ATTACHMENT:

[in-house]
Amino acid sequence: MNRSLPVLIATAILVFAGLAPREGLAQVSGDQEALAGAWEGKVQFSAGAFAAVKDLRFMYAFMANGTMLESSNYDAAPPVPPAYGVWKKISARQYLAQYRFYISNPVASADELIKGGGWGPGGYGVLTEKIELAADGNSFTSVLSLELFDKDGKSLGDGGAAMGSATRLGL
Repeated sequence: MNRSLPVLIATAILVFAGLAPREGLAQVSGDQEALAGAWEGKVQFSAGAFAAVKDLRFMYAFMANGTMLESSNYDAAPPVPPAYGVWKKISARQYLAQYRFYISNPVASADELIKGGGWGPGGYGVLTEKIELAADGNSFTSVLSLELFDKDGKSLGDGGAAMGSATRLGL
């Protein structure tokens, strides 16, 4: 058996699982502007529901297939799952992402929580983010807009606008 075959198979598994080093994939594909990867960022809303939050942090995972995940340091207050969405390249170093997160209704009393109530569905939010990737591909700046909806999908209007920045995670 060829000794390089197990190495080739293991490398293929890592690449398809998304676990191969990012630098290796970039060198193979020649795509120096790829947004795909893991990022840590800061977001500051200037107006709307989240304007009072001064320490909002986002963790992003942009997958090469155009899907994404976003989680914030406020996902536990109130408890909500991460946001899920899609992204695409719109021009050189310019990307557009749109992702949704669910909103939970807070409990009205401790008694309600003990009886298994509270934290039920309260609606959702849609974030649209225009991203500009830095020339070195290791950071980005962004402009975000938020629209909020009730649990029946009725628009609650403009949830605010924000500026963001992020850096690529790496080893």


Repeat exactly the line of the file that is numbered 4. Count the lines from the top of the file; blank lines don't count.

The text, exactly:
């Protein structure tokens, strides 16, 4: 058996699982502007529901297939799952992402929580983010807009606008 075959198979598994080093994939594909990867960022809303939050942090995972995940340091207050969405390249170093997160209704009393109530569905939010990737591909700046909806999908209007920045995670 060829000794390089197990190495080739293991490398293929890592690449398809998304676990191969990012630098290796970039060198193979020649795509120096790829947004795909893991990022840590800061977001500051200037107006709307989240304007009072001064320490909002986002963790992003942009997958090469155009899907994404976003989680914030406020996902536990109130408890909500991460946001899920899609992204695409719109021009050189310019990307557009749109992702949704669910909103939970807070409990009205401790008694309600003990009886298994509270934290039920309260609606959702849609974030649209225009991203500009830095020339070195290791950071980005962004402009975000938020629209909020009730649990029946009725628009609650403009949830605010924000500026963001992020850096690529790496080893």